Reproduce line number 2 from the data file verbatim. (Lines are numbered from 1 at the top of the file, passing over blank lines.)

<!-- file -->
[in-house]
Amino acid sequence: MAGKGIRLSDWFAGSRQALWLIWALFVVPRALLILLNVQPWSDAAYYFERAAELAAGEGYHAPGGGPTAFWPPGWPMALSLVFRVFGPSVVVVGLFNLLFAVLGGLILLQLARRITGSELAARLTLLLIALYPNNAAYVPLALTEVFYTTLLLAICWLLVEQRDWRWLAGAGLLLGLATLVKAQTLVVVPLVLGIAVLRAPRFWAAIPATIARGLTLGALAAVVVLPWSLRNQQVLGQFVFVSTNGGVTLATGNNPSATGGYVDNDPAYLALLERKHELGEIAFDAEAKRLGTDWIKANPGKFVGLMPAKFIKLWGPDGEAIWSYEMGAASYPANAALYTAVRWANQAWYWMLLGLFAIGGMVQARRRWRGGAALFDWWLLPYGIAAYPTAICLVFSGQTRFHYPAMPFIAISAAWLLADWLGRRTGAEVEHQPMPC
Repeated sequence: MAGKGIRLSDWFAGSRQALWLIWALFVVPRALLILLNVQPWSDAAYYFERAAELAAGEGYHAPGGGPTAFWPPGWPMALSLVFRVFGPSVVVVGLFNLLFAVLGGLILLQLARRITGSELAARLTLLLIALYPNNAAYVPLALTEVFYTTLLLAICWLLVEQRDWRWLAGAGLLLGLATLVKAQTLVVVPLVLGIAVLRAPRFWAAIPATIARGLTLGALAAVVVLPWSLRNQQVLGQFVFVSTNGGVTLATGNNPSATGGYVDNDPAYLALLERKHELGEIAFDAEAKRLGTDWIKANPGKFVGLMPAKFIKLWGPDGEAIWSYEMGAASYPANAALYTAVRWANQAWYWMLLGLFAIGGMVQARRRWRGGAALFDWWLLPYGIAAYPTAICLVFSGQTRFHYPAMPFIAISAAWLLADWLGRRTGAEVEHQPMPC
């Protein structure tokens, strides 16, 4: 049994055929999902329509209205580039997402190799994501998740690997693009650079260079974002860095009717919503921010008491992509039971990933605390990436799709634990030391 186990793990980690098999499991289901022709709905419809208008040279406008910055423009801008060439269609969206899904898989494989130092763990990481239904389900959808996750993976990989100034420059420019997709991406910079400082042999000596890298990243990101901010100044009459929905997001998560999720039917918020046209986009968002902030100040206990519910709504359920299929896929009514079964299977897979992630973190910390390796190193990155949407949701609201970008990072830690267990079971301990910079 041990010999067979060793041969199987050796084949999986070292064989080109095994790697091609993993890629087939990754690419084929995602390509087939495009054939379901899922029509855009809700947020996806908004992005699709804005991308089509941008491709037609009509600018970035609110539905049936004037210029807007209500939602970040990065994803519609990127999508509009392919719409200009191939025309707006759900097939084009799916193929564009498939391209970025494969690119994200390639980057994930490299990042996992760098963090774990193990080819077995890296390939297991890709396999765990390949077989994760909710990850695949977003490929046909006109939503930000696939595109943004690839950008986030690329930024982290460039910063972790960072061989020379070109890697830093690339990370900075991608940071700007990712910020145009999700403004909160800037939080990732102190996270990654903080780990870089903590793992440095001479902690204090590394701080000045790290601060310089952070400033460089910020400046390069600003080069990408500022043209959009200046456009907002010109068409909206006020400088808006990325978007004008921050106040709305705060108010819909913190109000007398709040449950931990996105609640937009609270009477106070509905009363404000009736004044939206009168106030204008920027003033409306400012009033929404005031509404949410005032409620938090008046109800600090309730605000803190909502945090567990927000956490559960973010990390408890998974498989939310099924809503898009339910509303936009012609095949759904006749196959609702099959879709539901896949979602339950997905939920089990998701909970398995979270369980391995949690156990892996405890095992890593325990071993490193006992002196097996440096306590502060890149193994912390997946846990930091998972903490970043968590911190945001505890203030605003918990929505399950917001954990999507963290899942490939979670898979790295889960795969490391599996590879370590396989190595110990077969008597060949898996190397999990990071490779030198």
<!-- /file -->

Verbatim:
Amino acid sequence: MAGKGIRLSDWFAGSRQALWLIWALFVVPRALLILLNVQPWSDAAYYFERAAELAAGEGYHAPGGGPTAFWPPGWPMALSLVFRVFGPSVVVVGLFNLLFAVLGGLILLQLARRITGSELAARLTLLLIALYPNNAAYVPLALTEVFYTTLLLAICWLLVEQRDWRWLAGAGLLLGLATLVKAQTLVVVPLVLGIAVLRAPRFWAAIPATIARGLTLGALAAVVVLPWSLRNQQVLGQFVFVSTNGGVTLATGNNPSATGGYVDNDPAYLALLERKHELGEIAFDAEAKRLGTDWIKANPGKFVGLMPAKFIKLWGPDGEAIWSYEMGAASYPANAALYTAVRWANQAWYWMLLGLFAIGGMVQARRRWRGGAALFDWWLLPYGIAAYPTAICLVFSGQTRFHYPAMPFIAISAAWLLADWLGRRTGAEVEHQPMPC